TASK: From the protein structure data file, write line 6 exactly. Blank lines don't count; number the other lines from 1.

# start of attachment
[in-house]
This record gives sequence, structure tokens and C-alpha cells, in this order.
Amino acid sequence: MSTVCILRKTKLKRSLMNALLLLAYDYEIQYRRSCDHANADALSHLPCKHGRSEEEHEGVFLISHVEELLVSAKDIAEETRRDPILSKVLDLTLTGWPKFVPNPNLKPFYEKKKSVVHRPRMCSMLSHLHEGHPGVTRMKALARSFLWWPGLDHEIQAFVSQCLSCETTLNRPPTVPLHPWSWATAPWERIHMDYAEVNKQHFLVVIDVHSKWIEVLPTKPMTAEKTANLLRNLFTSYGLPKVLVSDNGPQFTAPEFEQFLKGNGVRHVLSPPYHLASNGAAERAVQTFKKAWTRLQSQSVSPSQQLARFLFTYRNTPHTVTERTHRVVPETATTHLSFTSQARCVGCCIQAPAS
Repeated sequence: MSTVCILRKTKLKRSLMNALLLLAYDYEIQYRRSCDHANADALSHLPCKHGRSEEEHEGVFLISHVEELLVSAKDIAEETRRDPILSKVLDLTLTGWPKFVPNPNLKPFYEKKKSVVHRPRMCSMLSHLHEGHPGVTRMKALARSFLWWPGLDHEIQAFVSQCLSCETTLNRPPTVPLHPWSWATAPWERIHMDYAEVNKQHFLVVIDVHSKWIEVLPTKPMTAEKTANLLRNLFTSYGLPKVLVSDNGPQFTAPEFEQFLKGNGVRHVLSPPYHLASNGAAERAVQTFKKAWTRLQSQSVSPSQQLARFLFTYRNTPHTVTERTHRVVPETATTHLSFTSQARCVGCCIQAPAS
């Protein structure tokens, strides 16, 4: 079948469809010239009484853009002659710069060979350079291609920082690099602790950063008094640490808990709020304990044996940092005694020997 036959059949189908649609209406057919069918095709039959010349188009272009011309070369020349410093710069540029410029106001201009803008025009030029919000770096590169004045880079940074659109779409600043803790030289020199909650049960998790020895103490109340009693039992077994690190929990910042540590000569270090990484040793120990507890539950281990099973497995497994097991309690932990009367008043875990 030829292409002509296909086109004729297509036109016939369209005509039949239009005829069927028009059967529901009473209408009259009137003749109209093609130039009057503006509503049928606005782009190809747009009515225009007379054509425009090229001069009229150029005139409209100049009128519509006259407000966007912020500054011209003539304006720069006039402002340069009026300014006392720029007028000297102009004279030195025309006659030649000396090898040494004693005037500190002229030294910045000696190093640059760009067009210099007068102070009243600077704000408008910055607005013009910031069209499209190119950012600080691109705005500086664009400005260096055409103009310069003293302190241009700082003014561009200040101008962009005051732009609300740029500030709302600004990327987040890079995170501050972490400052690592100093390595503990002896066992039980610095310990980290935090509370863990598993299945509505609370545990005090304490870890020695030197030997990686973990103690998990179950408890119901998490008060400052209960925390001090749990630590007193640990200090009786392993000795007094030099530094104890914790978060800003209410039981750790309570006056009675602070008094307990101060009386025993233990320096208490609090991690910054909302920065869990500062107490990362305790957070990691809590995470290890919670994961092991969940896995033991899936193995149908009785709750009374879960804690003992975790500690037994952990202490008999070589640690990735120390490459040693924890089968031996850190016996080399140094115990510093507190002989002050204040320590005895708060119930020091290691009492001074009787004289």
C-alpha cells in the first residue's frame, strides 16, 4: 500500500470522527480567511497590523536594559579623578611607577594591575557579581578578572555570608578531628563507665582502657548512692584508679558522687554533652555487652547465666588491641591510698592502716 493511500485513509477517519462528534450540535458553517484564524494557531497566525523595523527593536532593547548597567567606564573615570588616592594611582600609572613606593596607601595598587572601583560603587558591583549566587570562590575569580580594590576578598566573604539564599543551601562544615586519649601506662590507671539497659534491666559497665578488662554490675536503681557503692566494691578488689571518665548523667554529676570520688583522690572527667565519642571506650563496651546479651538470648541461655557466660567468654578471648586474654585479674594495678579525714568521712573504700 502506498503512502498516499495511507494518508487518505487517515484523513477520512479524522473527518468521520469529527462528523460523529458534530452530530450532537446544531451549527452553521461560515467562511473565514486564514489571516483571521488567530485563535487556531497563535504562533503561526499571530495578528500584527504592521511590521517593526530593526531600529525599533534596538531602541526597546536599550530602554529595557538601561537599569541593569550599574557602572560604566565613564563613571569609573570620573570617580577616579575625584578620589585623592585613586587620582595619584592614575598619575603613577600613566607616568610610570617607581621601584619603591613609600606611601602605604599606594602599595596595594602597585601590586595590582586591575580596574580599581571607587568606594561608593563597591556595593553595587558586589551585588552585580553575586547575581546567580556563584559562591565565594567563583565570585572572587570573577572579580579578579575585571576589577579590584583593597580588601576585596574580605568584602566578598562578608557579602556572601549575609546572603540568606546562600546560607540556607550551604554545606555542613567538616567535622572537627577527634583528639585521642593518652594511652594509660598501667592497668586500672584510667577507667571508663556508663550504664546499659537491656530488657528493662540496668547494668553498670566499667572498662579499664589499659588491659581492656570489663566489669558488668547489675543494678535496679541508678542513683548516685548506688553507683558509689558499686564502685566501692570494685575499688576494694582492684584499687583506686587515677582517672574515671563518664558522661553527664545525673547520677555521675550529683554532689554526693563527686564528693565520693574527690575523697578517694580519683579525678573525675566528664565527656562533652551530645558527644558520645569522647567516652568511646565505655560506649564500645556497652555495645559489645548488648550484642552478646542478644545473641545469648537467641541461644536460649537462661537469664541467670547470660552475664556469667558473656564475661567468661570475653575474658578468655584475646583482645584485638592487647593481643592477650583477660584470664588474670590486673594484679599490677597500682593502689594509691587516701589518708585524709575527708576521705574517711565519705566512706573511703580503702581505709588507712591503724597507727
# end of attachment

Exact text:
C-alpha cells in the first residue's frame, strides 16, 4: 500500500470522527480567511497590523536594559579623578611607577594591575557579581578578572555570608578531628563507665582502657548512692584508679558522687554533652555487652547465666588491641591510698592502716 493511500485513509477517519462528534450540535458553517484564524494557531497566525523595523527593536532593547548597567567606564573615570588616592594611582600609572613606593596607601595598587572601583560603587558591583549566587570562590575569580580594590576578598566573604539564599543551601562544615586519649601506662590507671539497659534491666559497665578488662554490675536503681557503692566494691578488689571518665548523667554529676570520688583522690572527667565519642571506650563496651546479651538470648541461655557466660567468654578471648586474654585479674594495678579525714568521712573504700 502506498503512502498516499495511507494518508487518505487517515484523513477520512479524522473527518468521520469529527462528523460523529458534530452530530450532537446544531451549527452553521461560515467562511473565514486564514489571516483571521488567530485563535487556531497563535504562533503561526499571530495578528500584527504592521511590521517593526530593526531600529525599533534596538531602541526597546536599550530602554529595557538601561537599569541593569550599574557602572560604566565613564563613571569609573570620573570617580577616579575625584578620589585623592585613586587620582595619584592614575598619575603613577600613566607616568610610570617607581621601584619603591613609600606611601602605604599606594602599595596595594602597585601590586595590582586591575580596574580599581571607587568606594561608593563597591556595593553595587558586589551585588552585580553575586547575581546567580556563584559562591565565594567563583565570585572572587570573577572579580579578579575585571576589577579590584583593597580588601576585596574580605568584602566578598562578608557579602556572601549575609546572603540568606546562600546560607540556607550551604554545606555542613567538616567535622572537627577527634583528639585521642593518652594511652594509660598501667592497668586500672584510667577507667571508663556508663550504664546499659537491656530488657528493662540496668547494668553498670566499667572498662579499664589499659588491659581492656570489663566489669558488668547489675543494678535496679541508678542513683548516685548506688553507683558509689558499686564502685566501692570494685575499688576494694582492684584499687583506686587515677582517672574515671563518664558522661553527664545525673547520677555521675550529683554532689554526693563527686564528693565520693574527690575523697578517694580519683579525678573525675566528664565527656562533652551530645558527644558520645569522647567516652568511646565505655560506649564500645556497652555495645559489645548488648550484642552478646542478644545473641545469648537467641541461644536460649537462661537469664541467670547470660552475664556469667558473656564475661567468661570475653575474658578468655584475646583482645584485638592487647593481643592477650583477660584470664588474670590486673594484679599490677597500682593502689594509691587516701589518708585524709575527708576521705574517711565519705566512706573511703580503702581505709588507712591503724597507727